Art Review: Andy Warhol Exhibit at Whitworth Art Gallery
- NQ's Jessica Leed reviews the new Andy Warhol Exhibit at the Whitworth Art Gallery
- The exhibition focuses on the work of American 'Pop-Artist' after he nearly died following an assassination attempt
When you think of pop art, the name that instantly springs to mind is Andy Warhol. Whitworth’s exhibition in Artist Rooms successfully depicts Warhol’s great work, all whilst telling a wonderfully unique story.
In 1968 Andy Warhol was shot by feminist author, activist and author Valerie Solanas. Warhol was taken to hospital where he was later pronounced dead. He then received an open-heart massage and was revived. This exhibition focuses on all the works he produced after this traumatic event.
The exhibition allows you to explore the different side of Warhol that most of us are not aware of. Andy Warhol is understood as being an artist of capitalism and celebrity. However, as you walk around examining the work, you are able to see how Warhol is also an artist preoccupied with fatality, politics and the failure of the American Dream in the final decade of his working life.
The scars of the attack relate in a number of works that Warhol produced and this is displayed in the exhibition which successful tells the story of his trauma. ‘Gun’, a unique canvas painting is a duo of repeated prints that relates back to when Warhol nearly lost his life. The painting successful portrays violence in society and is a very bold statement which shows the same snub –nosed.32 that Valerie Solanas shot him with.
When you first walk into the exhibition, the most distinct piece of artwork that you notice is a self-portrait of Andy Warhol. If you are familiar with Warhol, it is well known that he despised the way he looked as a result of a childhood illness. He was pale and was prone to redness and acne. He would cover his face in makeup because of how repulsed he was by his face, “When the alcohol is dry…I’m ready to apply the fresh-coloured acne-pimple medication that doesn’t resemble any human flesh I’ve ever seen, though it does come pretty close to mine.”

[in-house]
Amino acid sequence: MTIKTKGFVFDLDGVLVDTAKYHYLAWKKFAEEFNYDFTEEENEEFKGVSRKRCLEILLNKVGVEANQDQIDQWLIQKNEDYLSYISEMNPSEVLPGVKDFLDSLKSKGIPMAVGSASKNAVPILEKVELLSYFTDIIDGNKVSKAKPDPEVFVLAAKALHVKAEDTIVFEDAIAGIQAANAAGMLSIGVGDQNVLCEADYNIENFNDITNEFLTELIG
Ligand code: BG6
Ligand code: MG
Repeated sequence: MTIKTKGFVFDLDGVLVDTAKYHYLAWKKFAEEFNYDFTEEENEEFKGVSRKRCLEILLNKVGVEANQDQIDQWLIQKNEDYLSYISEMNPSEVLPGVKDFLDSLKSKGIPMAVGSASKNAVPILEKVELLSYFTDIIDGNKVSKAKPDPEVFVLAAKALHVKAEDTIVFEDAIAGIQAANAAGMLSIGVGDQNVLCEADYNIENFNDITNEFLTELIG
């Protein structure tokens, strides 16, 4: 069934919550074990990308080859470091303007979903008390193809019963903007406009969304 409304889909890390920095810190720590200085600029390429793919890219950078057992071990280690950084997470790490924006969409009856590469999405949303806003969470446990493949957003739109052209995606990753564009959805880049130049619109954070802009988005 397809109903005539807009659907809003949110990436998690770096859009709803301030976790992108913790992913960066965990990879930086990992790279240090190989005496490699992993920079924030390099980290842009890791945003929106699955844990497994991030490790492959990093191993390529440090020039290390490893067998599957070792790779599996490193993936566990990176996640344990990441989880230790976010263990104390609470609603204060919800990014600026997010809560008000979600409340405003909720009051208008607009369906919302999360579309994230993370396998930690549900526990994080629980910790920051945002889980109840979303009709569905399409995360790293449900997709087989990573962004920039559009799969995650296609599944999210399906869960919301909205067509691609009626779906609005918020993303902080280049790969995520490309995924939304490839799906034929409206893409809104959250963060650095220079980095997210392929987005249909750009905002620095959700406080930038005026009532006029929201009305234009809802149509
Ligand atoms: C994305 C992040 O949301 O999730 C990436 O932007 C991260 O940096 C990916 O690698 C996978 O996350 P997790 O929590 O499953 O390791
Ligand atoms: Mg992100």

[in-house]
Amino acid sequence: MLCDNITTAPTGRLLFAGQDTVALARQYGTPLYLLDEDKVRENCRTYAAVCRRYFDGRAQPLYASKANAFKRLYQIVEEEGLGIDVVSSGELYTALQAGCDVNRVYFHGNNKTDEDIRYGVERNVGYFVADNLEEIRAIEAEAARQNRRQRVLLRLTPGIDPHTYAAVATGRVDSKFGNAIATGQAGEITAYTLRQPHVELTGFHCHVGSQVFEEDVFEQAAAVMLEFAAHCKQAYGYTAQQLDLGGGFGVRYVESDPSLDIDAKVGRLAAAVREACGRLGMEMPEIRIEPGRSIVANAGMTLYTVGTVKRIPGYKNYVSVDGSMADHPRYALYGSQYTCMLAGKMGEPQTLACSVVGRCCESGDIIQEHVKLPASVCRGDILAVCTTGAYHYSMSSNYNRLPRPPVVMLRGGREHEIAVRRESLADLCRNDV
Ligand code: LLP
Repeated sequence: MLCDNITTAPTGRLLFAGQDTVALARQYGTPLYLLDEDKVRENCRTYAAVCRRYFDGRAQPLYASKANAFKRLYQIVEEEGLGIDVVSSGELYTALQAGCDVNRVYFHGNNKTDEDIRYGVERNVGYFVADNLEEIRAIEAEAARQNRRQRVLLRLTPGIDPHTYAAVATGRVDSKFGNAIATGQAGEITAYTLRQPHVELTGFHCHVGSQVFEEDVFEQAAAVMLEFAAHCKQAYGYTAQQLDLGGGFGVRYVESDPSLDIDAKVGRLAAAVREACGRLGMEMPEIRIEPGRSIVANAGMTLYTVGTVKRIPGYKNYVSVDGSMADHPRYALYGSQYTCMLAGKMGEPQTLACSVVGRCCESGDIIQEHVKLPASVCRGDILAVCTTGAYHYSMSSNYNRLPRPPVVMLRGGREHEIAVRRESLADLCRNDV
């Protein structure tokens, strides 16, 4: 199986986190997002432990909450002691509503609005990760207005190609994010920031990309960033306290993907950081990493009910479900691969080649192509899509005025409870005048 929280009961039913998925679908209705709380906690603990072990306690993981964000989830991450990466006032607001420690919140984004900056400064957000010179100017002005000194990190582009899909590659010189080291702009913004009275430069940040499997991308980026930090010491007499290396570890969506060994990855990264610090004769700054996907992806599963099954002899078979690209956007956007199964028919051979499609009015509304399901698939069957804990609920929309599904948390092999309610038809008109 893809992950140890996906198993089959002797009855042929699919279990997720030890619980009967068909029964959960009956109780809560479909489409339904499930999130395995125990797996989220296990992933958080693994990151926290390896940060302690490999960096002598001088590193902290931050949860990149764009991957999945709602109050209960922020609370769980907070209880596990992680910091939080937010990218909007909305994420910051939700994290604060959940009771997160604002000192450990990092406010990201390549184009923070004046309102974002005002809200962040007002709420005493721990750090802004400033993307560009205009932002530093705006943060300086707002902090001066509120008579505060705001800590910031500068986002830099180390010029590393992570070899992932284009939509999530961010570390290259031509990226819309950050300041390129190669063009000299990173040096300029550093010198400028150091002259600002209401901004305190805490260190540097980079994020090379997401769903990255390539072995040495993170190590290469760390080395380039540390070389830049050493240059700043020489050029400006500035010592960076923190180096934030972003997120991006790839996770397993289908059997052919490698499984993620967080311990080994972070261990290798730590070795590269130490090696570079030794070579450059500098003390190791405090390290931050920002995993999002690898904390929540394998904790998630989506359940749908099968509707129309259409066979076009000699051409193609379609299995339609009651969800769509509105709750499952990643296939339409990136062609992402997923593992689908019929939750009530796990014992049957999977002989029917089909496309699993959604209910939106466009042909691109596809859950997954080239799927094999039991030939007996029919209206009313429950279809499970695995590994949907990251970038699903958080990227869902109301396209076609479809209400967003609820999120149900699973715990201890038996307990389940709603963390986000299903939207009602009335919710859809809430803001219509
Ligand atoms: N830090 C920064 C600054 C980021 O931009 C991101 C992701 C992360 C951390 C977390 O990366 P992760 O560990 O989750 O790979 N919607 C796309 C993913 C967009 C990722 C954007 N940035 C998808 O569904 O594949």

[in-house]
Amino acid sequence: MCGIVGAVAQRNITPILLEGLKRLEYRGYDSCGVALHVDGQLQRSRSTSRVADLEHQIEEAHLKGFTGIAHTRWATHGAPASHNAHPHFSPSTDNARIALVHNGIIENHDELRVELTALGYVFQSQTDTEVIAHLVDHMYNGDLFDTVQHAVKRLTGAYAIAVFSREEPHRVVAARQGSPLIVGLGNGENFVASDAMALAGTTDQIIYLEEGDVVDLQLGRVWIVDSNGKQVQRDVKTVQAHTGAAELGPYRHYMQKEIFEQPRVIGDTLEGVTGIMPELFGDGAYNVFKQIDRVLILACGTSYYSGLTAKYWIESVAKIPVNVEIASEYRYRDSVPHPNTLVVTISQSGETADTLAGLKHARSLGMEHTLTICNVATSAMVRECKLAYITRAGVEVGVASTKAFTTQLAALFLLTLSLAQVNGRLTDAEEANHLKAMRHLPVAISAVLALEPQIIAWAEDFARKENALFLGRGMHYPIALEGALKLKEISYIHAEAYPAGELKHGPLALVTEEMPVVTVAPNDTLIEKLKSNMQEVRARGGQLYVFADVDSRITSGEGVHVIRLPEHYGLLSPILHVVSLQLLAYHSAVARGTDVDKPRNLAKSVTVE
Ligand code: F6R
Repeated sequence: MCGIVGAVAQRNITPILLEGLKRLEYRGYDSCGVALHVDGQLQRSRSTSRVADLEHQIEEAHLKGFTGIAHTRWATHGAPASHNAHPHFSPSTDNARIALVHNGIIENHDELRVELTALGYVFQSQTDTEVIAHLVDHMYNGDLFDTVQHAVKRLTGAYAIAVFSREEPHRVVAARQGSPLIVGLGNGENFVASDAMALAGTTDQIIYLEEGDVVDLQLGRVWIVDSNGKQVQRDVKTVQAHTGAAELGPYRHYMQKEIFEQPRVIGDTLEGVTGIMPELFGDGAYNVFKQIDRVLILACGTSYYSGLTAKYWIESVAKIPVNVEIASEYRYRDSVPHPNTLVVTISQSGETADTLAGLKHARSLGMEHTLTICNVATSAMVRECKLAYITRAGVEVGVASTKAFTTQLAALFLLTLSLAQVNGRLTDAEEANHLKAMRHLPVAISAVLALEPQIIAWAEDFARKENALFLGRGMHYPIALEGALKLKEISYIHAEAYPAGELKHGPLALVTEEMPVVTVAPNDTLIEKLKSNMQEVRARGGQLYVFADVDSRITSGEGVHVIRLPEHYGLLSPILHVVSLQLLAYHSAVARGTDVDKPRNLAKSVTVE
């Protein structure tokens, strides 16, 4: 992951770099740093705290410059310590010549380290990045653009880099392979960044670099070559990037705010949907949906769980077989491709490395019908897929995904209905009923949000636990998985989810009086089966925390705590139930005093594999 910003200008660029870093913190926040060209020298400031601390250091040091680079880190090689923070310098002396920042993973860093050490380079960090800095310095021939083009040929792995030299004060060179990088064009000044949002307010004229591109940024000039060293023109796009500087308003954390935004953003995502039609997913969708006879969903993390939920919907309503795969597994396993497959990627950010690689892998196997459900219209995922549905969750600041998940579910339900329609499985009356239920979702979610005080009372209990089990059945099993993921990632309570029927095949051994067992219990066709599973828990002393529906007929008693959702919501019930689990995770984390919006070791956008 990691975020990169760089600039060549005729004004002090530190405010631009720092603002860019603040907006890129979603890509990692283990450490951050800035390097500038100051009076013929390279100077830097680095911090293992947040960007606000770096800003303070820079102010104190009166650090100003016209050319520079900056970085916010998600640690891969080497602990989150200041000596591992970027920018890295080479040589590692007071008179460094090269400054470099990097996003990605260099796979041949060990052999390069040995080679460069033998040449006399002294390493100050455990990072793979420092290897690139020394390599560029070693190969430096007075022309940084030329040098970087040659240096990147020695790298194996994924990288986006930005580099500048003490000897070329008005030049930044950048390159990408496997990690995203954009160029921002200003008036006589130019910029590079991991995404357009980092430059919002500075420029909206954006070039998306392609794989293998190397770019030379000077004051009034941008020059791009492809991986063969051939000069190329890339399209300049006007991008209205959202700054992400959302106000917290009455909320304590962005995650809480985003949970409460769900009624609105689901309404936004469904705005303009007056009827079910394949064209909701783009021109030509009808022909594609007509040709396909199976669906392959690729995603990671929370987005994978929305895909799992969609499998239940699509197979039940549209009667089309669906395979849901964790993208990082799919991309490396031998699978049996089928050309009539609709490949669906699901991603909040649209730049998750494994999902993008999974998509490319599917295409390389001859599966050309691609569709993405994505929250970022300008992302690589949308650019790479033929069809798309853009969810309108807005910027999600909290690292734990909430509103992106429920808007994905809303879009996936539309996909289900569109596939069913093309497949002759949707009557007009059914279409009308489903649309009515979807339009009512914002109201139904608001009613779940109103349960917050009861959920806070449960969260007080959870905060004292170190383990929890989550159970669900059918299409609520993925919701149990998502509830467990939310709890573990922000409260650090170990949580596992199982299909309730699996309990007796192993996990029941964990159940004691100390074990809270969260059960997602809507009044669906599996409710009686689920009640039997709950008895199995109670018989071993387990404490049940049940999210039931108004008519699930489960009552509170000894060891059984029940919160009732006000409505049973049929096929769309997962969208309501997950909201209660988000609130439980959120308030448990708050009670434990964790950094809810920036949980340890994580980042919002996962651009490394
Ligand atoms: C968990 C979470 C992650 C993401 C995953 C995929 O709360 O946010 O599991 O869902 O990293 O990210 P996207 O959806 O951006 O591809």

Whilst examining each of Warhol’s self-portraits, there is a lot of camouflage fabrics and different textures used from the brush strokes of his acrylic canvas works, which supposedly camouflage his mottled skin. Much like his other artworks, Warhol’s self-portraits tell a story. One portrait that does this well, was the 1978 grid of portraits which show him being strangled. Again, these paintings pick up on his recurring traumatic life events and violence.
As well as paintings, this exhibition also shows how Warhol expressed his creativity through photography. In 1976, he began to document his life photographically. A lot of the images Warhol produced were comprised into several prints and machine sewn together and this is displayed at the exhibition.
The exhibition at Whitworth Art Gallery is an interesting insight into Warhol’s life and how he expressed it through his Death and Disaster series (1962-63). It is well worth visiting to discover a different side of Warhol, who shows he had very critical opinions and wasn’t simply a pop artist and a celebrant of capitalism. The exhibition will be open until 16th April 2017.